"For since Adam by his fall destroyed the proper order of nature, the creatures groan under the servitude to which they have been subjected through their sin; not that they are all endued with sense, but that they naturally long for the state of perfection to which they have fallen."
Calvin cites Romans 8:19 at this point and then draws upon the language of Romans 8:23 to describe the final advent of Christ as the believer's redemption "we ourselves groan within ourselves, eagerly waiting for the adoption, the redemption of the body".
Salvation will not be complete unless the body is redeemed. The philosophers, like Plato may have tended to view the physical side of human life as inherently evil and irredeemable, but the Bible teaches that God made man as a union of body and soul. Calvin reflects on this on Book I:XV. He can sound rather Platonic in his emphasis on the soul as "an immortal, though created essence" and the body as a "prison house" for the soul (I:XV:2). He thinks that God made the human body out of the dust of the ground to curb our pride "nothing being more absurd than that those should glory in their excellence who not only dwell in tabernacles of clay, but are themselves in part dust and ashes." (I:XV:1). The Reformer insists that the soul rather than the body is the seat of the image of God (I:XV:3). But he does not exclude the body altogether from man's identity as God's unique image bearer,
"An though the primary seat of the divine image was in the mind and the heart, or the soul and its powers, there was not part even of the body in which some rays of glory did not shine" (I:XV:4).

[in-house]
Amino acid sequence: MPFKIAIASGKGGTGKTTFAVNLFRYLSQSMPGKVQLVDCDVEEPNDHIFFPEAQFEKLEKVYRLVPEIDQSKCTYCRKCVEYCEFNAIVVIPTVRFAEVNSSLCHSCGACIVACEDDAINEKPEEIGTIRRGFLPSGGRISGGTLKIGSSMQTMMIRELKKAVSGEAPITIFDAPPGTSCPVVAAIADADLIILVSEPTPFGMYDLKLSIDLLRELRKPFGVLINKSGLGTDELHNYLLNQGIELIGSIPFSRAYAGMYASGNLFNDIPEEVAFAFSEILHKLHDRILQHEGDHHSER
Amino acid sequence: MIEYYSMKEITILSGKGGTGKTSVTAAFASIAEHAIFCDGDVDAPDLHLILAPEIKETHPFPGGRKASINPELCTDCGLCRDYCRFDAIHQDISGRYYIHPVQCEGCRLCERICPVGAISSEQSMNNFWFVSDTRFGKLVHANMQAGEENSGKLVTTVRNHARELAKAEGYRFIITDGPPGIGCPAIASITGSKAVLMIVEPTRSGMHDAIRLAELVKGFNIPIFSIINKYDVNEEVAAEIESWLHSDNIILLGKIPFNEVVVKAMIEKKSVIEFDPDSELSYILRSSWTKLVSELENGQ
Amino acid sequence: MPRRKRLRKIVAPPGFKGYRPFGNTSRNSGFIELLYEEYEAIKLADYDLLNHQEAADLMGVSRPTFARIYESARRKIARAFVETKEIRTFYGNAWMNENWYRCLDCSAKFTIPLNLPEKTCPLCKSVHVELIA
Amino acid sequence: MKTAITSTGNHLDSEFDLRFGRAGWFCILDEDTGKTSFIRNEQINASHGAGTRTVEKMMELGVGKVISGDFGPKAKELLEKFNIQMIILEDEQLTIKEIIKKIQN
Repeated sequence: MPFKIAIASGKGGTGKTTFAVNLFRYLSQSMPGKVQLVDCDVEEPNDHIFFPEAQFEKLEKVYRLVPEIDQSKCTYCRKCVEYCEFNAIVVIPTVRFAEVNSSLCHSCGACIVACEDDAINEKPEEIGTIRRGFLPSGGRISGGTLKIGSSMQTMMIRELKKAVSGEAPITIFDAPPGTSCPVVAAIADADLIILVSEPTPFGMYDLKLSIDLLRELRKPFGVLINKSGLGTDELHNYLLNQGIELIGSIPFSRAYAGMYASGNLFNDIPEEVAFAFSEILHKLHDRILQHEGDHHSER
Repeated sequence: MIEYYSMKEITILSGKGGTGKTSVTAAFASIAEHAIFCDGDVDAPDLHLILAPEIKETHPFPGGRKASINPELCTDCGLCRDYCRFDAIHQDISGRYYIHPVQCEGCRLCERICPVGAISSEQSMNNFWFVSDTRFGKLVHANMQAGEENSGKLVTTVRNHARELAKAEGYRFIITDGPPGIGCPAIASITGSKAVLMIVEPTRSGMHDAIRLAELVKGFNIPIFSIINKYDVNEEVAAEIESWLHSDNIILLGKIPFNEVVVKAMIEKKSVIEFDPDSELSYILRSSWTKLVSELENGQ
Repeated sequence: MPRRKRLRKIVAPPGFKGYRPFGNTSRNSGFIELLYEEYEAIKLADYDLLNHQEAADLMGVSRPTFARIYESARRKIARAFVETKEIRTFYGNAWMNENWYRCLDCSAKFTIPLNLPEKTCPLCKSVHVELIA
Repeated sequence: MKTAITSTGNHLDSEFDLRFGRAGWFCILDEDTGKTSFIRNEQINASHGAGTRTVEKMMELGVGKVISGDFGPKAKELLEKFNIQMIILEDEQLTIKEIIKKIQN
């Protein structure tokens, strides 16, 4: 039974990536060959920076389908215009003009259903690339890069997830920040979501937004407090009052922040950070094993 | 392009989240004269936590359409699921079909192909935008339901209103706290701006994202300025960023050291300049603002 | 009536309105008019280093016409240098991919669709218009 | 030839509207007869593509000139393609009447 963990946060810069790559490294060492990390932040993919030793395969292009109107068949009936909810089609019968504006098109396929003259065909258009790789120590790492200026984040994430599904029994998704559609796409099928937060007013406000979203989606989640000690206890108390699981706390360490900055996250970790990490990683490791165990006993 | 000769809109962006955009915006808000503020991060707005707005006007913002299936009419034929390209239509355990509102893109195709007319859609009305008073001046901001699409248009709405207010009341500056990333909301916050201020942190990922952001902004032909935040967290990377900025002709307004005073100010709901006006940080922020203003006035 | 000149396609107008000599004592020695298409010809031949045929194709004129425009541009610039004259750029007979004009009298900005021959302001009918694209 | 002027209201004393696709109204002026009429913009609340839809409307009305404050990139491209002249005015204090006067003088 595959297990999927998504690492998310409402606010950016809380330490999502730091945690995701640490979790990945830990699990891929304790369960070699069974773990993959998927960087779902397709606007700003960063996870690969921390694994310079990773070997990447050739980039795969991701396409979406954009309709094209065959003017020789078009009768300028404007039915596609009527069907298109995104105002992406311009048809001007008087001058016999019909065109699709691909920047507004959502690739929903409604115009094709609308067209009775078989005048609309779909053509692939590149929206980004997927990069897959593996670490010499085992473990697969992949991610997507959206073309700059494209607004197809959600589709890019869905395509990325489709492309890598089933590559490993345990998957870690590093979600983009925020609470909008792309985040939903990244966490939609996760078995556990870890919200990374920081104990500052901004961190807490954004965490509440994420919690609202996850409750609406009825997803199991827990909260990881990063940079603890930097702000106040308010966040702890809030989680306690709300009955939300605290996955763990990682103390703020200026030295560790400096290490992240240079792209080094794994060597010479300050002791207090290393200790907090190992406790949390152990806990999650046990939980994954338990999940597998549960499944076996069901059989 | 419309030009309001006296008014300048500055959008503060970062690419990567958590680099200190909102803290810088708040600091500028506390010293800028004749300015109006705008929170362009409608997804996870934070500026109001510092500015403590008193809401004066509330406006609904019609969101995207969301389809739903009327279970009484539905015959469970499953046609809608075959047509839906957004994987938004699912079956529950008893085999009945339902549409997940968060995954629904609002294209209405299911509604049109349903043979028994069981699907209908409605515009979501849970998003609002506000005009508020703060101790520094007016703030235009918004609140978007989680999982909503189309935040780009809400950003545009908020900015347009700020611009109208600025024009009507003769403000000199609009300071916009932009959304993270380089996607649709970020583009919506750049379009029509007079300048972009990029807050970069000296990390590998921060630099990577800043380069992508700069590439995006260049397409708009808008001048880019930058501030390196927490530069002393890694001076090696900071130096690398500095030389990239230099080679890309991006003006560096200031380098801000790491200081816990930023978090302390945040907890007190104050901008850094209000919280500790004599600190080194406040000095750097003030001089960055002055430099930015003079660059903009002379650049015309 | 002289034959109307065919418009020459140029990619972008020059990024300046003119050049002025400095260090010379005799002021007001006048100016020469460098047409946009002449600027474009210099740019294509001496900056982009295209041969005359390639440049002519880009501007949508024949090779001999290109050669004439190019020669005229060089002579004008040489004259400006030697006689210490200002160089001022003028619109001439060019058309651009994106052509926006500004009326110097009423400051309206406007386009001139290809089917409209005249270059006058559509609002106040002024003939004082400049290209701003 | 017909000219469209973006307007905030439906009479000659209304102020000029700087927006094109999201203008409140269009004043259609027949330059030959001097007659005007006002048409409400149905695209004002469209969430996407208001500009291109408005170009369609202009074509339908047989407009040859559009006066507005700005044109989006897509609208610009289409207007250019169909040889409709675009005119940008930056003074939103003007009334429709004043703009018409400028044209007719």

The human body, then is an essential and important aspect of our God-given humanity. The philosophers were mistaken in their estimation of the origin and destiny of man as a union of body and soul. For Calvin, God has acted in Christ to redeem created, yet fallen human life in its totality.
One feature of Calvin's teaching needs to be qualified and corrected. The Reformer's tendency to use the word "immortality" of the soul is regrettable. This gives his teaching a slightly Platonic flavour. It is true to say that the soul exists beyond death, but in Scripture "immortality" is used only of resurrected humanity (1 Corinthians 15:50-55). Calvin cites 2 Timothy 1:10 in a footnote to III:XXV:1,
"Christ, who has abolished death and brought life and immortality to light through the gospel"
It is through the gospel, not Plato that the true, Christ-defined meaning of immortality is brought to light. It is a pity that Calvin, who was usually so careful to put the Bible's teaching ahead of philosophical speculation did not pay more careful attention to Scripture at this point.
To sum up, Calvin argues that the resurrection hope was unknown to the philosophers because the fall has darkened human reason. The resurrection hope flows from the Bible's account of man's constitution as a psycho-physical being, the resurrection of Christ and the omnipotence of God.
In the next post in this series I hope to reflect on Calvin's teaching regarding Christ as the model and dynamic of the believer's resurrection.